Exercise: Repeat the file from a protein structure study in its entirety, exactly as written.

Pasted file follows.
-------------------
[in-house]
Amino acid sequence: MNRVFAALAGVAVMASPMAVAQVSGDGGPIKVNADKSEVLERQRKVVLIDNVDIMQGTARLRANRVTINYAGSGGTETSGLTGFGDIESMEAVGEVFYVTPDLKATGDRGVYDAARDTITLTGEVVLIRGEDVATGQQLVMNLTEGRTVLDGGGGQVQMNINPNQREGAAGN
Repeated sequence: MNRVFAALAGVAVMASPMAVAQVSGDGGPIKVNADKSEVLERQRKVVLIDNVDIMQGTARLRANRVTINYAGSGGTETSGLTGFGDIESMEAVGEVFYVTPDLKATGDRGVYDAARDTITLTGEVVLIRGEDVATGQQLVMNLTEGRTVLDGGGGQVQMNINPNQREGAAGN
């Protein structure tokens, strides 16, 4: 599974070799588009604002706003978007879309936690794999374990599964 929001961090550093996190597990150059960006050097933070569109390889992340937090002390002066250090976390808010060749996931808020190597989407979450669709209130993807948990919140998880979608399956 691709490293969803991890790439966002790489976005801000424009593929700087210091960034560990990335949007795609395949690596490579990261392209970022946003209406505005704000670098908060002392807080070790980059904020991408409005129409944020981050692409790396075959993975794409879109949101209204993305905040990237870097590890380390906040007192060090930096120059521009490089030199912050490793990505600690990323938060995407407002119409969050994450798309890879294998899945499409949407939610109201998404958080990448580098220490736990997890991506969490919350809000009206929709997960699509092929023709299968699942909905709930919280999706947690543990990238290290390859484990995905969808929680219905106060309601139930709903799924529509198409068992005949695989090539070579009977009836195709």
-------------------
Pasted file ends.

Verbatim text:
[in-house]
Amino acid sequence: MNRVFAALAGVAVMASPMAVAQVSGDGGPIKVNADKSEVLERQRKVVLIDNVDIMQGTARLRANRVTINYAGSGGTETSGLTGFGDIESMEAVGEVFYVTPDLKATGDRGVYDAARDTITLTGEVVLIRGEDVATGQQLVMNLTEGRTVLDGGGGQVQMNINPNQREGAAGN
Repeated sequence: MNRVFAALAGVAVMASPMAVAQVSGDGGPIKVNADKSEVLERQRKVVLIDNVDIMQGTARLRANRVTINYAGSGGTETSGLTGFGDIESMEAVGEVFYVTPDLKATGDRGVYDAARDTITLTGEVVLIRGEDVATGQQLVMNLTEGRTVLDGGGGQVQMNINPNQREGAAGN
């Protein structure tokens, strides 16, 4: 599974070799588009604002706003978007879309936690794999374990599964 929001961090550093996190597990150059960006050097933070569109390889992340937090002390002066250090976390808010060749996931808020190597989407979450669709209130993807948990919140998880979608399956 691709490293969803991890790439966002790489976005801000424009593929700087210091960034560990990335949007795609395949690596490579990261392209970022946003209406505005704000670098908060002392807080070790980059904020991408409005129409944020981050692409790396075959993975794409879109949101209204993305905040990237870097590890380390906040007192060090930096120059521009490089030199912050490793990505600690990323938060995407407002119409969050994450798309890879294998899945499409949407939610109201998404958080990448580098220490736990997890991506969490919350809000009206929709997960699509092929023709299968699942909905709930919280999706947690543990990238290290390859484990995905969808929680219905106060309601139930709903799924529509198409068992005949695989090539070579009977009836195709």